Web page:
1588: Elizabeth’s Great Achievement

Robin Evans extols the outstanding success of 1588: not the defeat of the Spanish Armada but the publication of the Welsh Bible.

The defeat of the Spanish Armada was both a nationalistic and religious success and its effect on the English psyche has been such that 1588 remains a key date in English history. However, the year also witnessed another event within Elizabeth's realm whose short- and long-term effects were, arguably, far more significant than the Armada, especially in Wales.

Wales and the Reformation

Wales became part of the new English nation state by the Acts of Union (1536-1543), and religious legislation, so important in the establishing of that state, passed originally by the English Parliament of Henry VIII, now applied equally to Wales. However, the Welsh proved indifferent to the English Reformation - simply because they could not understand it!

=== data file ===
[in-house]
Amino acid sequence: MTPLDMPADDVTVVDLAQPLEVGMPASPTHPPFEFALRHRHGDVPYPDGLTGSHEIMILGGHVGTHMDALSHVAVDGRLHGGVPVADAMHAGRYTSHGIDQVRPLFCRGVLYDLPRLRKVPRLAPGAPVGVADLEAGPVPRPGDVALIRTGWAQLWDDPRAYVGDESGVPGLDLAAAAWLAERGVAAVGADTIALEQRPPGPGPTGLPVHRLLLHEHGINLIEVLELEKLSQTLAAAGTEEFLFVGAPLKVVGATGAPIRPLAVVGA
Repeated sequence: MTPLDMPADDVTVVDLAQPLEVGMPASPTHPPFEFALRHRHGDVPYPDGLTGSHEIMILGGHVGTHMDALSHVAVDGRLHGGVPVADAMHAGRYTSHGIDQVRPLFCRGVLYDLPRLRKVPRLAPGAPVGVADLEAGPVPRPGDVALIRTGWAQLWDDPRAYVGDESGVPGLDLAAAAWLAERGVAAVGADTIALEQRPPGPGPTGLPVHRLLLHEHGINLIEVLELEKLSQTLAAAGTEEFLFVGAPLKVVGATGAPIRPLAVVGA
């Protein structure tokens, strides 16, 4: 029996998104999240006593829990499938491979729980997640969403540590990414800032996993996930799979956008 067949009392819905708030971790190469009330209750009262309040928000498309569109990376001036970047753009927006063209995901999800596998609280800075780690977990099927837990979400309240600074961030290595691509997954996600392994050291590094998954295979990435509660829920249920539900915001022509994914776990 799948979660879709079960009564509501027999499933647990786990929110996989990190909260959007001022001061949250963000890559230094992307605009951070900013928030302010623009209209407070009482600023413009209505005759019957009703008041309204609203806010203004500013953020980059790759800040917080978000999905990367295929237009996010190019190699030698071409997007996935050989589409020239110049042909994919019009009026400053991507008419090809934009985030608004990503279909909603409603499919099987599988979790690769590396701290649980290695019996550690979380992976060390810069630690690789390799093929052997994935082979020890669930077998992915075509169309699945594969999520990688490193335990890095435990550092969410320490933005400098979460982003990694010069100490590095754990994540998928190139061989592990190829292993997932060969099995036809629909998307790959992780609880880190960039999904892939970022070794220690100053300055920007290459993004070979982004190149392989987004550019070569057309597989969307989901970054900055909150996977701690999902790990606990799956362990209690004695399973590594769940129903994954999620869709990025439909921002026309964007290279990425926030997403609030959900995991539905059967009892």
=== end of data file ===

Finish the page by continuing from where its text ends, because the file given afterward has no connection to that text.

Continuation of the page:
The Welsh were chiefly a monoglot people, as indeed were the English during this period, but English was the only official language of this nation state. The Bible and the Book of Common Prayer were now available in English, to be read in all the churches of England and Wales. Uniformity was the order of the day, be it political, religious or linguistic. This uniformity would threaten the very existence of the Welsh language and Welsh national identity, and the government soon realised that a choice would have to be made between the nation state's desire for religious uniformity on the one hand, and linguistic uniformity on the other.

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